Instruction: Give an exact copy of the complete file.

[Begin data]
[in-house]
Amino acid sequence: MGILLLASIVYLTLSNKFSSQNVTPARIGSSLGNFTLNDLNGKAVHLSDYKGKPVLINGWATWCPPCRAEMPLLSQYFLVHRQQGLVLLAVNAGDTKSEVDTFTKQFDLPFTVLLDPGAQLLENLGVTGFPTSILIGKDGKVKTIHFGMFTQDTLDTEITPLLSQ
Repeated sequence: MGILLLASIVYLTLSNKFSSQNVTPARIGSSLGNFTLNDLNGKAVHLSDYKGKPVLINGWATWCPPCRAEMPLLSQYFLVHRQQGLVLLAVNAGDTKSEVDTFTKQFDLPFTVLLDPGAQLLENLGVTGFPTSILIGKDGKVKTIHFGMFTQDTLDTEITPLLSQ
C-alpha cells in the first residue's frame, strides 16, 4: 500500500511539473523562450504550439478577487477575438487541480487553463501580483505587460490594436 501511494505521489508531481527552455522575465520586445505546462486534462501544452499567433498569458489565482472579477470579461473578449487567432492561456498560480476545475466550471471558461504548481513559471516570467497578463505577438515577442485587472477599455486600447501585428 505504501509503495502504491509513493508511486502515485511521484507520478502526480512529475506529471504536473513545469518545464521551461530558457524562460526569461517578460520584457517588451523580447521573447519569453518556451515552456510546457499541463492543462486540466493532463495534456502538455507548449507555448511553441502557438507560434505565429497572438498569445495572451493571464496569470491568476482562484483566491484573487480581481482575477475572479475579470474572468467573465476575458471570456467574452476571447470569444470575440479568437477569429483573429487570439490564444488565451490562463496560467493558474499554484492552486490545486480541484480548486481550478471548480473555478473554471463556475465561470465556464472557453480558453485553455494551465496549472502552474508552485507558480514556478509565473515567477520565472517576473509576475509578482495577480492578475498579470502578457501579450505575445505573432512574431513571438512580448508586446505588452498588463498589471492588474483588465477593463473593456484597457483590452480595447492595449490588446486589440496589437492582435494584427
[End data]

[in-house]
Amino acid sequence: MGILLLASIVYLTLSNKFSSQNVTPARIGSSLGNFTLNDLNGKAVHLSDYKGKPVLINGWATWCPPCRAEMPLLSQYFLVHRQQGLVLLAVNAGDTKSEVDTFTKQFDLPFTVLLDPGAQLLENLGVTGFPTSILIGKDGKVKTIHFGMFTQDTLDTEITPLLSQ
Repeated sequence: MGILLLASIVYLTLSNKFSSQNVTPARIGSSLGNFTLNDLNGKAVHLSDYKGKPVLINGWATWCPPCRAEMPLLSQYFLVHRQQGLVLLAVNAGDTKSEVDTFTKQFDLPFTVLLDPGAQLLENLGVTGFPTSILIGKDGKVKTIHFGMFTQDTLDTEITPLLSQ
C-alpha cells in the first residue's frame, strides 16, 4: 500500500511539473523562450504550439478577487477575438487541480487553463501580483505587460490594436 501511494505521489508531481527552455522575465520586445505546462486534462501544452499567433498569458489565482472579477470579461473578449487567432492561456498560480476545475466550471471558461504548481513559471516570467497578463505577438515577442485587472477599455486600447501585428 505504501509503495502504491509513493508511486502515485511521484507520478502526480512529475506529471504536473513545469518545464521551461530558457524562460526569461517578460520584457517588451523580447521573447519569453518556451515552456510546457499541463492543462486540466493532463495534456502538455507548449507555448511553441502557438507560434505565429497572438498569445495572451493571464496569470491568476482562484483566491484573487480581481482575477475572479475579470474572468467573465476575458471570456467574452476571447470569444470575440479568437477569429483573429487570439490564444488565451490562463496560467493558474499554484492552486490545486480541484480548486481550478471548480473555478473554471463556475465561470465556464472557453480558453485553455494551465496549472502552474508552485507558480514556478509565473515567477520565472517576473509576475509578482495577480492578475498579470502578457501579450505575445505573432512574431513571438512580448508586446505588452498588463498589471492588474483588465477593463473593456484597457483590452480595447492595449490588446486589440496589437492582435494584427